First I'll assume that these aircraft will indeed have a service life of only 20 years after which the airframe will become unfit for operations.
    If so, What does the PLAAF need a fleet of 500 transport aircraft for? This is double of what the USAF has. (Assuming 100 of these are employed for non-transport duties such as AWACS, etc; which itself is a stretch.)

    Next, I'll challenge your assertion that the Y-20's airframe will have a design life of just 20 years.
    • The B-52 of USAF was built in 1955-63. A total of 739 were built in this period. Thereafter, the production line was shut and these aircraft are still operational and plan to remain operational till 2050.
    • I will concede you the fact that bombers do not fly as many missions as transport aircraft, and hence there airframes can have longer lives. Even so, 20 years is way too less of a time for an airframe.
    • IAF Il-76 have been around for longer than 30 years. They are still going strong.
    • C-17 Globemaster III were produced from 1995-2015. 279 were built and the production has been shut down. Does this mean USAF is retiring its oldest C-17s as we speak? No.
    • Even jet fighter airframes have lives of approximately 30 years.
    Maybe I am confused about something else. But 1000 Y-20 produced over 40 years means a fleet of more than 600 200-ton transport aircraft, which makes no sense to me. And your response stating that older Y-20 will be retired after a mere 20 years of service has only managed to raise my skepticism.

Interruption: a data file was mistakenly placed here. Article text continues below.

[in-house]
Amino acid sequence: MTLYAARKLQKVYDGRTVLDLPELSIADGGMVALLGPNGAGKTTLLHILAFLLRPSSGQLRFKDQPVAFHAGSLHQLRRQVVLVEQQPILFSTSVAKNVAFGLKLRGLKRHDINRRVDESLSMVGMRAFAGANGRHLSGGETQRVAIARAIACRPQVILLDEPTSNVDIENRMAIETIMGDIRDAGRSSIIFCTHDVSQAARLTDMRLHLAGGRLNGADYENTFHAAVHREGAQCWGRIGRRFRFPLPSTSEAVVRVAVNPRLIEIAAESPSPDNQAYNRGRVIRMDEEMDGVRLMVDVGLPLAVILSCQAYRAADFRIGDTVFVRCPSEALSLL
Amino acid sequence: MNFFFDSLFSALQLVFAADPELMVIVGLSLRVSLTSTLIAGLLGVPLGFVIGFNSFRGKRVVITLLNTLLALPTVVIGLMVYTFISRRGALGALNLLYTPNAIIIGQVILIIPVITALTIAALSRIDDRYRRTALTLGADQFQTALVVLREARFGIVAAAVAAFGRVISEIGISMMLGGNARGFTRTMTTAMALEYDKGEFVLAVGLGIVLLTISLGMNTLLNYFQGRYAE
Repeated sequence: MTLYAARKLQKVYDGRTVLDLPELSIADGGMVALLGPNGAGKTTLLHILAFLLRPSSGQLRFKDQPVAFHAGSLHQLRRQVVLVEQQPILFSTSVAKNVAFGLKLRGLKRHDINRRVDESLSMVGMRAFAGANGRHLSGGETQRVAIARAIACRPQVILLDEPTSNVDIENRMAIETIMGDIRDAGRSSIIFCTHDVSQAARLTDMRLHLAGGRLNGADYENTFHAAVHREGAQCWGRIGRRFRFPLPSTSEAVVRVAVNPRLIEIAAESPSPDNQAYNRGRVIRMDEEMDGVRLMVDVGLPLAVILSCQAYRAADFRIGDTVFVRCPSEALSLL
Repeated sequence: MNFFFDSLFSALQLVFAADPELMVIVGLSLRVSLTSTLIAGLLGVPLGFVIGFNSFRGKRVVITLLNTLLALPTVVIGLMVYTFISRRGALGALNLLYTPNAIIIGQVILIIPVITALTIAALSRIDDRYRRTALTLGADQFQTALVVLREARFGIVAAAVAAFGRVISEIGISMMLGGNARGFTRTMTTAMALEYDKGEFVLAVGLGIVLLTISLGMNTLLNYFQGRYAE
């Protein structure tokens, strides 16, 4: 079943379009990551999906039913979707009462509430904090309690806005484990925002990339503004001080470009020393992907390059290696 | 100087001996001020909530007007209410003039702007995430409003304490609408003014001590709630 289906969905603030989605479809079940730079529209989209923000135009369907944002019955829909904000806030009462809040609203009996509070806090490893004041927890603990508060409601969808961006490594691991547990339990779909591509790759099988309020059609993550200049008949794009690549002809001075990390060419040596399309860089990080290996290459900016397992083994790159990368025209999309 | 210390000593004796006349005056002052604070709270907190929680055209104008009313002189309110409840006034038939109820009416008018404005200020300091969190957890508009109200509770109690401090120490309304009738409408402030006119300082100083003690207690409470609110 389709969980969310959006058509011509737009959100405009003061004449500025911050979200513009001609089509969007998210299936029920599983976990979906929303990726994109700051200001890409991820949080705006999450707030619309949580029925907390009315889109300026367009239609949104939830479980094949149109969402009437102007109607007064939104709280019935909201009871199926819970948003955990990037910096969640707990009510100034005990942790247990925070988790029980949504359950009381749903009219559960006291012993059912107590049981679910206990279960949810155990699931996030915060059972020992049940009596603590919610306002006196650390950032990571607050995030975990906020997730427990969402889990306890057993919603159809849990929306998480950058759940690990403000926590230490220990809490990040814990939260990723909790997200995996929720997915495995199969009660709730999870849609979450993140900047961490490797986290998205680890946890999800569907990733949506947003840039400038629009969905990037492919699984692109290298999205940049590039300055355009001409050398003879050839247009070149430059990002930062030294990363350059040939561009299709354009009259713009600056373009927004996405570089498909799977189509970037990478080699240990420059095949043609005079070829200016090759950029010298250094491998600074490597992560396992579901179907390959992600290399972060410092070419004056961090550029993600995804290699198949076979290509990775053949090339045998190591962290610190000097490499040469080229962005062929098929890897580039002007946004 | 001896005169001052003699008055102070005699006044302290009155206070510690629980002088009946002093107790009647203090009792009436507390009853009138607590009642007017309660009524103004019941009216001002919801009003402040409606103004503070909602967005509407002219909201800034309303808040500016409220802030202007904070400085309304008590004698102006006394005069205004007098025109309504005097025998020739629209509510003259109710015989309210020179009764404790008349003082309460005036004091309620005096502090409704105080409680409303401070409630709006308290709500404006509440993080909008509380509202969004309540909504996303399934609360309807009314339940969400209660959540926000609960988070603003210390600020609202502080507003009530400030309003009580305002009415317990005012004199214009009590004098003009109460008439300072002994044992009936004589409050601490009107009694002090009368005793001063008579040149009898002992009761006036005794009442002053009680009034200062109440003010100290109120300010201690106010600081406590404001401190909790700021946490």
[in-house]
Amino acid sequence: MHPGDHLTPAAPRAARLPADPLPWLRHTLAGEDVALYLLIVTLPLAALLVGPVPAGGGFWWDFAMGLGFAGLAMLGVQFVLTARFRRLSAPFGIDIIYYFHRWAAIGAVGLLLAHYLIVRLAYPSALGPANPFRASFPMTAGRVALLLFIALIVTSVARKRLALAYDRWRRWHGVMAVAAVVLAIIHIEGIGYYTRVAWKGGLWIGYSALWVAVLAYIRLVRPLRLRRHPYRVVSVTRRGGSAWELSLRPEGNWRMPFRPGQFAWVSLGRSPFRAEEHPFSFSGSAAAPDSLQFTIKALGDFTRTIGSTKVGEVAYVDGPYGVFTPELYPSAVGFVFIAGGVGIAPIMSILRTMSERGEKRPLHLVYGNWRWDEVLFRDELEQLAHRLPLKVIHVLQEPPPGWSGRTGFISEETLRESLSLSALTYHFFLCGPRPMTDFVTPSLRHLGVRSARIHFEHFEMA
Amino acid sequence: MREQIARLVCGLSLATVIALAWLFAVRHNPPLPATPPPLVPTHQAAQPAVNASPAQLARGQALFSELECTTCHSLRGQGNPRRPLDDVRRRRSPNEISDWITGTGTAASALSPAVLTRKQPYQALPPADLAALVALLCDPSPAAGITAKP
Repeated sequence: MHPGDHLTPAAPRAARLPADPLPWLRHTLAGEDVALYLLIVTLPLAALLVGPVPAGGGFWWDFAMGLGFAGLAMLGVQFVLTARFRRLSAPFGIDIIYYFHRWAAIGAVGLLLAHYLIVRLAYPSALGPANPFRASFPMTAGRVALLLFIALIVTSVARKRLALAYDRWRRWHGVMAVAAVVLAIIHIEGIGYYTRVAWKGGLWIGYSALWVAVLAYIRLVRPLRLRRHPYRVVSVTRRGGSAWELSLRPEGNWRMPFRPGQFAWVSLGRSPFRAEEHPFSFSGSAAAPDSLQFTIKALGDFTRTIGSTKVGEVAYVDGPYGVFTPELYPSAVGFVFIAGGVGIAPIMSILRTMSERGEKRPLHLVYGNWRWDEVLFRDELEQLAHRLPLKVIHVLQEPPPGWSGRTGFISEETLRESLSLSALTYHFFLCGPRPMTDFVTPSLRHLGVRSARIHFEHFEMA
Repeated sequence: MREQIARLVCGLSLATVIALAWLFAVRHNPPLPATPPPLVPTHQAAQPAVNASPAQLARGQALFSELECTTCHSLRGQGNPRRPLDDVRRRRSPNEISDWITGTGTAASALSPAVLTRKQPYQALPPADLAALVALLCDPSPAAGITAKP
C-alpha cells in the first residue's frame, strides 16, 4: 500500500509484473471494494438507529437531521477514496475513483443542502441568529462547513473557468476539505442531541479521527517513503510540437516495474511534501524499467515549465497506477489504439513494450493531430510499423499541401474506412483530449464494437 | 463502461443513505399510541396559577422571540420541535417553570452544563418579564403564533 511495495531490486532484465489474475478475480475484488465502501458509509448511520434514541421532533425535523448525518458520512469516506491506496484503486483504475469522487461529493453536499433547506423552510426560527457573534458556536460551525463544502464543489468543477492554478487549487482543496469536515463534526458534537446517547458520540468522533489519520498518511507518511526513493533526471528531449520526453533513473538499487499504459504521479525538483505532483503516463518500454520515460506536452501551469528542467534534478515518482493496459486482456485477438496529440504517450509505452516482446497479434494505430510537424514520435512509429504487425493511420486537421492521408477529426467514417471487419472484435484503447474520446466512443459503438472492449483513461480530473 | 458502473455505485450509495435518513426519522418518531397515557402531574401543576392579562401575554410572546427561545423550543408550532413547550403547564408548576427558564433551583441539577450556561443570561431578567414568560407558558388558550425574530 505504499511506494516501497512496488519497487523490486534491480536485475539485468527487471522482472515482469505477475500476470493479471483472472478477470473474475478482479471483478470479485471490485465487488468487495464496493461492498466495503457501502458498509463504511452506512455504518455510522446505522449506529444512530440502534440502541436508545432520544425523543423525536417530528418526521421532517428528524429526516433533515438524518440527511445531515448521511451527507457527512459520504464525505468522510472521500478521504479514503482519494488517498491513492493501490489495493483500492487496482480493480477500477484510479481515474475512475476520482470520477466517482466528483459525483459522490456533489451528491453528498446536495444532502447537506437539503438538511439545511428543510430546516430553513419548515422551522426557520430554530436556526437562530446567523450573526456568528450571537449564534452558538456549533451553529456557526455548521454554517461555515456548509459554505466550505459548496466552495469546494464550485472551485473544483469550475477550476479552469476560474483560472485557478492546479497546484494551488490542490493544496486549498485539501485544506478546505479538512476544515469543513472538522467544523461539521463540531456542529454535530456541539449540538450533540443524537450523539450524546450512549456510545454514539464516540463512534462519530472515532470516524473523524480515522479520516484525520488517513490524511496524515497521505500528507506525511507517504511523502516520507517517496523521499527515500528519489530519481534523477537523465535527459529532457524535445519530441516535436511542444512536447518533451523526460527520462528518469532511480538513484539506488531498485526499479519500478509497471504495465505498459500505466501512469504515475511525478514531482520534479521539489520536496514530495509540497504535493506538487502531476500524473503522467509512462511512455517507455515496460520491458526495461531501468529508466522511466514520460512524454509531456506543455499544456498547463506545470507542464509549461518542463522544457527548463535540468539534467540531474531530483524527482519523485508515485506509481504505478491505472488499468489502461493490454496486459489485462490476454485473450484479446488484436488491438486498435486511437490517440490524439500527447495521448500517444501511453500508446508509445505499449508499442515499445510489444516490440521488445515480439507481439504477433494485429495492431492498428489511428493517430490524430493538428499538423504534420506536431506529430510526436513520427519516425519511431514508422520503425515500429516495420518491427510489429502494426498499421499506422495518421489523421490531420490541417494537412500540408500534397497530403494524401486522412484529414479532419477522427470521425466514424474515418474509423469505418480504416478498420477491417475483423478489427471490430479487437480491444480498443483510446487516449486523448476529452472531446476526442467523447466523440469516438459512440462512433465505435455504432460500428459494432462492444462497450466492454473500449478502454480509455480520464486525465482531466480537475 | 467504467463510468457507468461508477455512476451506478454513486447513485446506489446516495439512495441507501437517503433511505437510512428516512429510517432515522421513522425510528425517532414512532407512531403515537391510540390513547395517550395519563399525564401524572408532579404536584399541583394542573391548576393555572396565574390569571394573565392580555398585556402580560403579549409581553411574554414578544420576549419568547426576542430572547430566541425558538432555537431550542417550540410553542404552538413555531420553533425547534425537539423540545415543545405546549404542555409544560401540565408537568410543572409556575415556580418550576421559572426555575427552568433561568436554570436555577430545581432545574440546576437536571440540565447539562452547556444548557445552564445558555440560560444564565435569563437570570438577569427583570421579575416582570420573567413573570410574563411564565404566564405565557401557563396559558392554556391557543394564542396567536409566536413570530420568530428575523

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  12. Mikesingh

    Mikesingh Senior Member Senior Member

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    Looks like it's a copy of the USAF C-17 Globemaster! o_O
     
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  13. AnantS

    AnantS Senior Member Senior Member

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    forward part resembles c 17 while back resembles IL 76. Anyway good effort from China
     
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  14. Shashank Sharma

    Shashank Sharma Regular Member

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    Perhaps they are also factoring in export orders.
     
  15. Bahamut

    Bahamut Senior Member Senior Member

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    It is Chinese propaganda that they will buy a 1000 of these jets, IL 76 has close no around 960 with newer il 476 just reaching service. The Chinese would have to make a civilian, refueler, AWACS, EW, firefighters and all sought of special operation planes and export it huge no, which does not seem possible right now. They will at max make 200 of these